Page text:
Staff chairman] Admiral Michael Mullen, [White House Afghan expert] Lieutenant
General [Douglas E] Lute, [special representative for Afghanistan and Pakistan]
Richard Holbrooke and Bruce Riedel." (Riedel is a former Central Intelligence
Agency Middle East expert tasked with overhauling US policy on Afghanistan and
"Probably the best of these will be Michael Mullen's. He believes in cordial
relations with Pakistan's security forces and sympathizes with the Pakistan
armed forces, their efforts, sacrifices, and believes that armies can work
together," said Mushahid.
"Mullen believes in direct relations between GHQ [Pakistan military
headquarters in Rawalpindi] and the Pentagon. There is a lot of appreciation in
the US for the role of the Frontier Corps in Bajaur [Agency in Pakistan],"
Mushahid said, adding that while a segment of the American establishment trusts
Pakistan and supports its role in the war theater, there are other
complications which undermine the whole scheme.
"There is a serious lack of coordination, even among the countries whose forces
are deployed in Afghanistan. There are 11 different intelligence outfits in
Afghanistan, but they don't share intelligence with each other and this is a
big issue among them. At times, it happened that a country conducted an
operation in a particular area and could not achieve its targets, and when they
presented their reports in coordination committee meetings, another country's
force commander would complain that they were aware about the movement of
insurgents at that particular time, but they had not been taken on board during
Mushahid is convinced the situation is going to get worse as the parliaments of
several countries, including Britain, Canada and Germany, have given a deadline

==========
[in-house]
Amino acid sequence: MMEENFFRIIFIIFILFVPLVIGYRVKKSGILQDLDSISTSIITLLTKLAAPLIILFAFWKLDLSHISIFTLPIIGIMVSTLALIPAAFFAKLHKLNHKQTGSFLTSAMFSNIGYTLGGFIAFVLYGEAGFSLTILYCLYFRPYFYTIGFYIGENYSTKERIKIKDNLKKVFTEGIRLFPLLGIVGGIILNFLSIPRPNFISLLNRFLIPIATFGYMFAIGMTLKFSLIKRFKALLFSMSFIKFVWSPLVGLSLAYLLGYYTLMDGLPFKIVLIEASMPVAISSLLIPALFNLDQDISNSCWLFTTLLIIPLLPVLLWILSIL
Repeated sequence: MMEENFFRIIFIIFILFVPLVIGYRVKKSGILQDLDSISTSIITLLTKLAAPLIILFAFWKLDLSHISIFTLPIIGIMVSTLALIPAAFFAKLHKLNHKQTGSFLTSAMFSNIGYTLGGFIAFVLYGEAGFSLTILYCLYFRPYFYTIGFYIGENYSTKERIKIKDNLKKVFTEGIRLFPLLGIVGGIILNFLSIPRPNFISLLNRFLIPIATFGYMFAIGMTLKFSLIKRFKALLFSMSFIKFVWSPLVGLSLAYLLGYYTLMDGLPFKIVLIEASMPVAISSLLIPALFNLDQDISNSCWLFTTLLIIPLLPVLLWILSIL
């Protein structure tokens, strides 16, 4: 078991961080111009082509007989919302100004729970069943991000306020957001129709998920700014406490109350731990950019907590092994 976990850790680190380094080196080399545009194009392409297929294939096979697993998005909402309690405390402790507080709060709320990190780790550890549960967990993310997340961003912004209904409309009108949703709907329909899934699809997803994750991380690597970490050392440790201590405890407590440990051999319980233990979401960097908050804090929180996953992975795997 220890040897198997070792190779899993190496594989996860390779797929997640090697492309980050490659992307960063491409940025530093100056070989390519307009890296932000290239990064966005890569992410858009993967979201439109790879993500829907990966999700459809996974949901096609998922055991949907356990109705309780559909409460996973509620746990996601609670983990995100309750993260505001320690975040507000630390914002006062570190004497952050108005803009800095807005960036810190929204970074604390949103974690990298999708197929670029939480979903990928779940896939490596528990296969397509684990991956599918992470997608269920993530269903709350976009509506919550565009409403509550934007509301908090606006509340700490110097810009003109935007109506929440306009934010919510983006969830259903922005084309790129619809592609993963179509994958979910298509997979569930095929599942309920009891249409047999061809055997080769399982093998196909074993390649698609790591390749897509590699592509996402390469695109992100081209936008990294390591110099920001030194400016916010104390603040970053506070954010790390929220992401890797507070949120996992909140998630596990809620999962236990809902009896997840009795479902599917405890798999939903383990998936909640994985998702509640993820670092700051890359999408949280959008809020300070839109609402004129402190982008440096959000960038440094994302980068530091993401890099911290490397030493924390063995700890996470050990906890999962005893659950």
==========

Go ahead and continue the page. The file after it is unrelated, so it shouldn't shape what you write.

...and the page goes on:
of 2011 for their troops to get out of Afghanistan. "And even President Obama
is not very optimistic on the success of American military operations. If he
assesses that he is getting into a Vietnam-like quagmire, he will certainly
back off," said Mushahid.
From the outset in October 2001, when Pakistan joined the US's "war on terror"
and abandoned the Taliban, Islamabad has had serious reservations about the
Former president General Pervez Musharraf tried to convince then-president
George W Bush to reconcile with the moderate Taliban after September 11, 2001.
But the US invasion of Afghanistan went ahead, and the US ignored Musharraf's
advice to secure eight power centers in Afghanistan, not just Kabul, to
effectively control the country.
Pakistan's strategic quarters were sure all along that the US's policies would
lead to the quagmire that exists today, but under immense American pressure and
the dire need for economic assistance, Pakistan stood by the US as its ally.
At the same time, though, it developed its own policies. The aim was to deceive
the Americans, and also to save their own skin in a region in which Pakistan